In search of cocktails, we headed for what was apparently quite a trendy night spot in Northampton. I can’t quite remember the name, but I don’t think my tie is fat enough nor my job title ambiguous enough to be qualified to even say it. Plus, I don’t call my wife ‘babe’, drink MochaChoccaLatteFuckingTastelessMilkyFroth, nor do I drive a VW Scirocco, care what anyone thinks about my hair, enjoy breathy, weak-chinned cover versions of brilliant records or speak almost entirely in phrases borrowed from the US. I’m surprised they let me in at all, actually.
I am the epitome of uncool.
Anyway, let me in they did. And, on passing under the ‘yeah, retro, man’ neon sign, we were met with a queue. Yes, a queue to get into a drinking establishment. More accurately, it was a queue to get up the stairs to the entrance of the drinking establishment. My mind filled with what possible wonderment these people were clearly so desparate to see. Cocktail-shaking spider monkeys? A toaster which has more than one usable setting? A reformation of Pink Floyd?
As it turned out, the trail of impossibly cool hipsters were waiting to get into a room. A room fuller than any room I have ever been in. Full enough to make detaching your arms from your sides impossible. The bar was an ocean of people away, the generic, percussion-laced dance music almost drowned out by equally inane, shouted chatter. Suffice to say, we left and ended up having a far better time in my living room. This in turn left me with a question I’m still yet to answer: why were people so keen to get in there? Isn’t ‘going out’ supposed to be fun?
Perhaps that night a seed was sown…
Back in December, I agreed to take part in the January ‘dryathlon’. This required participants to not touch a drop of alcohol for the duration of the first month of the year.
Immediately, this sounded stupid. Why? Why give up the one thing that has an almost medicinal quality in rescuing your mind and body from a particularly trying day at work? Why stop doing something which assists in awkward social situations when you have to pretend that you’re genuinely interested in what someone you once went to school with now does for a living?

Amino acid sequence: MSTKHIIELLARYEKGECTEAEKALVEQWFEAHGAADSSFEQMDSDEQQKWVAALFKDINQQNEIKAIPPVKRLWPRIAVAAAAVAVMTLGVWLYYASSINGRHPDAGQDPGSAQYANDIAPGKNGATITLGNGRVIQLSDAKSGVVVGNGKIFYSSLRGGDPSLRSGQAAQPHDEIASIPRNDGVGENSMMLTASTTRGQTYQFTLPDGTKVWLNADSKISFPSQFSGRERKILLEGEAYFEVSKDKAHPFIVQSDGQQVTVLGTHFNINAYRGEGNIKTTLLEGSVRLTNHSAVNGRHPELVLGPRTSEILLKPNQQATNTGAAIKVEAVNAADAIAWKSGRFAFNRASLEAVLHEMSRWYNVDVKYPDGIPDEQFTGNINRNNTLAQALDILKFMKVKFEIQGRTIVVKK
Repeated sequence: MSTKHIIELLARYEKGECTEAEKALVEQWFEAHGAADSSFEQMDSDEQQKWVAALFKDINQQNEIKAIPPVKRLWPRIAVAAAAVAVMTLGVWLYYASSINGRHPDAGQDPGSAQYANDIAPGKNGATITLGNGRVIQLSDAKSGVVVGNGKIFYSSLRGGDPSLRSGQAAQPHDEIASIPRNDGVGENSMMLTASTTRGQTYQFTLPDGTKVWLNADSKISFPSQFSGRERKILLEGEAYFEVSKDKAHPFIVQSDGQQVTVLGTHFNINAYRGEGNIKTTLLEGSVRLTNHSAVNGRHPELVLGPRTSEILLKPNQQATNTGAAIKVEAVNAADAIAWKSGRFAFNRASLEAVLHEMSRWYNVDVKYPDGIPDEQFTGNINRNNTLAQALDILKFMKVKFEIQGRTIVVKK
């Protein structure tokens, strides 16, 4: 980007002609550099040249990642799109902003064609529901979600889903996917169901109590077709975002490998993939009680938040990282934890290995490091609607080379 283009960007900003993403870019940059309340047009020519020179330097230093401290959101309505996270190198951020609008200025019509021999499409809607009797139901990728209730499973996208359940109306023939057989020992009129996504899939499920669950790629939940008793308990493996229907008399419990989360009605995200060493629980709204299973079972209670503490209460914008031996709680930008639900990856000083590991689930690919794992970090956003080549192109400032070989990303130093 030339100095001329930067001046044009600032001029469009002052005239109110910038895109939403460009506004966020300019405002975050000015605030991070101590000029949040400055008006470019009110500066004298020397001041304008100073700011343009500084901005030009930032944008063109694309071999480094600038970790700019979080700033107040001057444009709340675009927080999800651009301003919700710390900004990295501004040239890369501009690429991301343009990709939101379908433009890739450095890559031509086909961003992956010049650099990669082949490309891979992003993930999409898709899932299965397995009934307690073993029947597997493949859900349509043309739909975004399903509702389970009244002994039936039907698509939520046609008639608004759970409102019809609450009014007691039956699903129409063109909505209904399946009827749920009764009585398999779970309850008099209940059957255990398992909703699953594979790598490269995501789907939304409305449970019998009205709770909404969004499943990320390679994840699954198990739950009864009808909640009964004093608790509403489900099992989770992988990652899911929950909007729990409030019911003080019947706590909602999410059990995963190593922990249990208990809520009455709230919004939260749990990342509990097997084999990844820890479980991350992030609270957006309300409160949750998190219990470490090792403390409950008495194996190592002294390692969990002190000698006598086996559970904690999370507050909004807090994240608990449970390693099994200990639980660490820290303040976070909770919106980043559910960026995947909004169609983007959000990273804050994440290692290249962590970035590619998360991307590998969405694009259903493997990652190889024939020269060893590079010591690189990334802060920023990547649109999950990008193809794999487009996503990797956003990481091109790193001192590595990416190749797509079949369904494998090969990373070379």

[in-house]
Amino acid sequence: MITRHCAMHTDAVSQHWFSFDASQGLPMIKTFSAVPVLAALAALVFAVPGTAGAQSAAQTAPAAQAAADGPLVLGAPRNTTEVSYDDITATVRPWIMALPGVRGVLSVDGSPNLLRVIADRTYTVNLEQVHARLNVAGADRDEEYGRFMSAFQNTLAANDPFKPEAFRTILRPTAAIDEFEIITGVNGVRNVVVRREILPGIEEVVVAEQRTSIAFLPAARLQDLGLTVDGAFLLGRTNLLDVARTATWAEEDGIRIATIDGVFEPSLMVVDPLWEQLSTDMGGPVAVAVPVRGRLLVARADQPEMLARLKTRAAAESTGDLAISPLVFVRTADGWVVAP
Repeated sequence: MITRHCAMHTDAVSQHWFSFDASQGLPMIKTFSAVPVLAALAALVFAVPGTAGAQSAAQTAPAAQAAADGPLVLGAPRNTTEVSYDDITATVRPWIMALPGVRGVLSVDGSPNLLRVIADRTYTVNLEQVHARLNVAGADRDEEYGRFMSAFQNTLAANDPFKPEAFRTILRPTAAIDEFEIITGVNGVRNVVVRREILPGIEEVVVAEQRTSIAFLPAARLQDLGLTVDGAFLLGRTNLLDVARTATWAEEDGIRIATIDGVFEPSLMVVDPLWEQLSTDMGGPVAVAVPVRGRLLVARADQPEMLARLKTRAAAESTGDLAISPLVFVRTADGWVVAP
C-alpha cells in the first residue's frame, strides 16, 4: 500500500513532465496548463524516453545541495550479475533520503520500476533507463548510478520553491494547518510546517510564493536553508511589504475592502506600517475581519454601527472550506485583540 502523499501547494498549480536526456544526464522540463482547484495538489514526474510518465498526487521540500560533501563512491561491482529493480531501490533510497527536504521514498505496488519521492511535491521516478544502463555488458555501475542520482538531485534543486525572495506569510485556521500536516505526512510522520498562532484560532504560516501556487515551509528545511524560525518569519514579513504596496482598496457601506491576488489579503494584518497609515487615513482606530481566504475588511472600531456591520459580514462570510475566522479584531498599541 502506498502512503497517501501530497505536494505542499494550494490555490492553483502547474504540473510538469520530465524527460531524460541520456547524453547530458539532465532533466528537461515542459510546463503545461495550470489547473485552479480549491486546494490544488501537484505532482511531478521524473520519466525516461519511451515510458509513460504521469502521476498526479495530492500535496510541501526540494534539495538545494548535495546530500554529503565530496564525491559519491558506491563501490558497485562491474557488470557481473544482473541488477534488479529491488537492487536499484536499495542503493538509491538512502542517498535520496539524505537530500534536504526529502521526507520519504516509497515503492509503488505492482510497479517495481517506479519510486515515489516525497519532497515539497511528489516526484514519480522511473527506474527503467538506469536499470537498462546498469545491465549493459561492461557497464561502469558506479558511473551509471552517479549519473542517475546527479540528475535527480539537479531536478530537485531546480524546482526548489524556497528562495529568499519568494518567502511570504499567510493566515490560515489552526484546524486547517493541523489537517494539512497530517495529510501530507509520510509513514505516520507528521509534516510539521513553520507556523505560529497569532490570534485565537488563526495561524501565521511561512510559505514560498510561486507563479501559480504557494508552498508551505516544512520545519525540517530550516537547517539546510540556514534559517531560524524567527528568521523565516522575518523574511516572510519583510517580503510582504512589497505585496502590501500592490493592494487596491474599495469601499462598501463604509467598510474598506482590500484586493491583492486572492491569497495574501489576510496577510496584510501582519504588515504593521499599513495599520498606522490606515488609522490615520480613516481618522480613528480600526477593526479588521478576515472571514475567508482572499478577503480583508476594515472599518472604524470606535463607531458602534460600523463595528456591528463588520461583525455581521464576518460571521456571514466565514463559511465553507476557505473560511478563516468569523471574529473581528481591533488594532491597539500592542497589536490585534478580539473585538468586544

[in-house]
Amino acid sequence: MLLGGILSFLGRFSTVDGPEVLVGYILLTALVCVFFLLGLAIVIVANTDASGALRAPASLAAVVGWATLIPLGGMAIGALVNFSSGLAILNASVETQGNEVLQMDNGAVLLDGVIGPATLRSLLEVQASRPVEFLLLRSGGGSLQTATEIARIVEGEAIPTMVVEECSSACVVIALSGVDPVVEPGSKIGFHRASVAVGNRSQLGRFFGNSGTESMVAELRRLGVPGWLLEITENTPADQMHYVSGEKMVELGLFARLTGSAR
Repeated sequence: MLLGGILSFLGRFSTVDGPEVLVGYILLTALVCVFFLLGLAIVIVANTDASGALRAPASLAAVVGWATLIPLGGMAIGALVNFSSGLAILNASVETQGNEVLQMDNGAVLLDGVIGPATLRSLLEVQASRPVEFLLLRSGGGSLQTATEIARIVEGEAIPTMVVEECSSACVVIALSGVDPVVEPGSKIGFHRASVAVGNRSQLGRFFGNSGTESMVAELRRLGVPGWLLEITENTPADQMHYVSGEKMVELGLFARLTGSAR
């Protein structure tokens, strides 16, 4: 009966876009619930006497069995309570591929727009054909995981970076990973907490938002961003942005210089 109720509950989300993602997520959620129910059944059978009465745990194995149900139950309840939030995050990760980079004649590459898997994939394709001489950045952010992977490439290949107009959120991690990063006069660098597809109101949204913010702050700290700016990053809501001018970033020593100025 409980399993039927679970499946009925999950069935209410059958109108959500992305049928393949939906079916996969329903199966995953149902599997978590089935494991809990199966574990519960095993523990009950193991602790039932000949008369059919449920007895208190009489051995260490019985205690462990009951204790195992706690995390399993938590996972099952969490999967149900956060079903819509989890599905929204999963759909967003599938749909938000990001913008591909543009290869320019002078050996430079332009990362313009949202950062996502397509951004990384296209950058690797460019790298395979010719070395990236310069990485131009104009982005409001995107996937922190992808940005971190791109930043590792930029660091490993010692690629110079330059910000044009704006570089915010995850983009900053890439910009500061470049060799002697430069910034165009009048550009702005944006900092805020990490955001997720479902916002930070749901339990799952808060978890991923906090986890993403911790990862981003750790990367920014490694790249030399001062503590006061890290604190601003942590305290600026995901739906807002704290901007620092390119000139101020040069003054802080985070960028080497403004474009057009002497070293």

Unfortunately, the person requesting that I take part was my wife, and, as every married man will know, they are a far superior being and should not be messed with. Generally, they’re right and we’re wrong and we should pay attention to what they’re telling us to do because, invariably, we’ll regret not doing so later on when we’re reminded that we should have listened.
So, I participated. And the result? Something of a revelation, actually.
I’ve never depended on drink. I love it, no question, but I don’t need it. I didn’t realise that until I went a month without it. Sure, there were some instances where it proved particularly difficult to resist; an away day to watch Northampton Town play Chesterfield in what was easily their worst performance in living memory being a particularly good example. But I managed it, and still had a good time dissecting the game afterwards with people I find genuinely interesting.
In January, I discovered something I bet few drinkers will be aware of. That feeling on a Friday night, or after a long drive, or after reading a particularly irritating Facebook status update… you know the one, when you desperately, really, really need a drink? It goes. Quite quickly. When you’re not allowed to have one, the feeling dissipates within an hour and, once it’s gone, you’re quite happy to drink a cup of tea. As a result, you don’t fall asleep half an hour later, nor do you continue drinking and wake up with a head which feels like Eric Pickles has taken an almighty shit inside it. You feel fresh. Feeling fresh is nice.
As Ghandi would say, I’m not going to ‘go all Cliff Richard on yo’ ass’, but the dryathlon has changed my attitude towards alcohol, no question. Since taking part, my better half and I haven’t consumed anywhere near as much and, quite often, just one glass of wine or beer has been enough. What’s more, we enjoy it. Having drunk regularly for my entire adult life, I fear the taste may have started to become less impressive. The subsequent hit expected. Now, it feels genuinely-earned and special, which I think any treat is supposed to.
Maybe I’m getting old. But, just as the passing of time makes you care less about inadvertently insulting people or consistently rushing around for others when everyone else is either late or preoccupied with themselves, I don’t really give a toss.
If I was reading this two months ago, I’d think ‘what a dick – just have a drink and enjoy yourself’. Head back ten years and I would have laughed this blog out of the park. Back then, getting as drunk as was technically possible was funny and a challenge worth undertaking. Now, it just seems daft. As does heading out ‘into town’. I’d rather spoon my eyeballs out than be met with a crowded bar lined with shiny taps and lion cub tear-flavoured cider bottles.
Alcohol, like Facebook*, gives us a heightened sense of our own importance and a genuine belief that everyone wants to hear about what’s going on behind our closed doors. Truth is, they don’t. None of us do. Unless you’re Shane MacGowan, your life is boring, and what better way to enjoy it than being 95% sober?
Anyone fancy a pint?
*and, yes, blogs.